Panther Intaglio—Ft. Atkinson, WI
By Dr. Greg Little
(Greg Little is author of The Illustrated Encyclopedia of Native American Mounds & Earthworks.
The Panther Intaglio mound is located in a small park on State Highway 106 just west of Fort Atkinson, WI.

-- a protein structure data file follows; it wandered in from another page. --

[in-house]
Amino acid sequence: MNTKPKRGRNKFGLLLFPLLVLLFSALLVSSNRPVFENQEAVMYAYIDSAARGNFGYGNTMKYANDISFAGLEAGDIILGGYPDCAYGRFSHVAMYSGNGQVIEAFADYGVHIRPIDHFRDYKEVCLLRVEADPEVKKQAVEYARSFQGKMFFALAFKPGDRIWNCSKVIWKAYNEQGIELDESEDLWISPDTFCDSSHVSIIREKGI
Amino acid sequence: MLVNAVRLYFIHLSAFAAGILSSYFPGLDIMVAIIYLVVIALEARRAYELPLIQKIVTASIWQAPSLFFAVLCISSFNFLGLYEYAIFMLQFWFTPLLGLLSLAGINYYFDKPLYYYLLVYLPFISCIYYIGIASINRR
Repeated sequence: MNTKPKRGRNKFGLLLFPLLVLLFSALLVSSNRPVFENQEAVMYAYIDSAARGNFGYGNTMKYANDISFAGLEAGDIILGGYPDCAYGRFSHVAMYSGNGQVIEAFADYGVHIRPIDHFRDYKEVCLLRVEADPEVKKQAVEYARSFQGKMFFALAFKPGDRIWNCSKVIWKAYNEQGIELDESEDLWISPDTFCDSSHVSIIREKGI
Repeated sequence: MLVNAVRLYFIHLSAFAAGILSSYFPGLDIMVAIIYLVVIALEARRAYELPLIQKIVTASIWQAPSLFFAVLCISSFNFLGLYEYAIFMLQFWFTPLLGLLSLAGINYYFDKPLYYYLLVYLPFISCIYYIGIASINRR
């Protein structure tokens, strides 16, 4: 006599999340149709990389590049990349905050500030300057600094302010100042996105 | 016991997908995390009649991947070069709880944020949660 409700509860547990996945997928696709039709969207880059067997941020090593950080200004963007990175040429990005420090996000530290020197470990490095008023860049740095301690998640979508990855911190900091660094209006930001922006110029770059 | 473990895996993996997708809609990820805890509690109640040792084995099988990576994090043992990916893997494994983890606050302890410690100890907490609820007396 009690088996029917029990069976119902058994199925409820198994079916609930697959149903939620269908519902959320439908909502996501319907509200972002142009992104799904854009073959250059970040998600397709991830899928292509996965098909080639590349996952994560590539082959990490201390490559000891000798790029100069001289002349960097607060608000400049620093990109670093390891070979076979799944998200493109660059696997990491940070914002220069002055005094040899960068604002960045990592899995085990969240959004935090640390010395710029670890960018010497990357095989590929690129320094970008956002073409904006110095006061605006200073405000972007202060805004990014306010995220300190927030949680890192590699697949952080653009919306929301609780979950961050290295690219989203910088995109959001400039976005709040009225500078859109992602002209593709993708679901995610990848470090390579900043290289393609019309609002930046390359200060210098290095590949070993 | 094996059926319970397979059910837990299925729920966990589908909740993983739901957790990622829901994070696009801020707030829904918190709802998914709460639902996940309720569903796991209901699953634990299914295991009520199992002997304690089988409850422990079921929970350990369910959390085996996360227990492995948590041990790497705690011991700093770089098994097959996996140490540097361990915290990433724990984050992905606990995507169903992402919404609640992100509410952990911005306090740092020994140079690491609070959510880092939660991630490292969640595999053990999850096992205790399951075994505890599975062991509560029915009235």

Starting around 500 B.C. America's Hopewell culture began to erect earthen mounds in the shape of animals and people. These effigy mounds once numbered in the tens of thousands. At one time, over 10,000 mounds existed in northeast Iowa and an estimated 30,000 mounds were along the Mississippi River in Iowa and Wisonsin. Just west of downtown Fort Atkinson, along the northern side of the Rock River, is the last remaining intaglio in Wisconsin. Intaglio mounds are "reverse mounds," that is, they are essentially impressions made into the earth rather than built on it. It was discovered by Increase A. Lapham in 1850 and is one of only about a dozen intaglios recorded in the state. It was once part of a large effigy mound group that was destroyed by residential development. The 125-foot intaglio is a scooped-out area in the form of a water spirit or panther now about two feet deep. The symbology of this reverse image of a panther mound may be related to the fact that such water spirits were believed to originate in a watery realm below the surface of the earth. In 1919, the Fort Atkinson chapter of the Daughters of the American Revolution leased the land to preserve the intaglio. This area has numerous other mound sites that can be visited.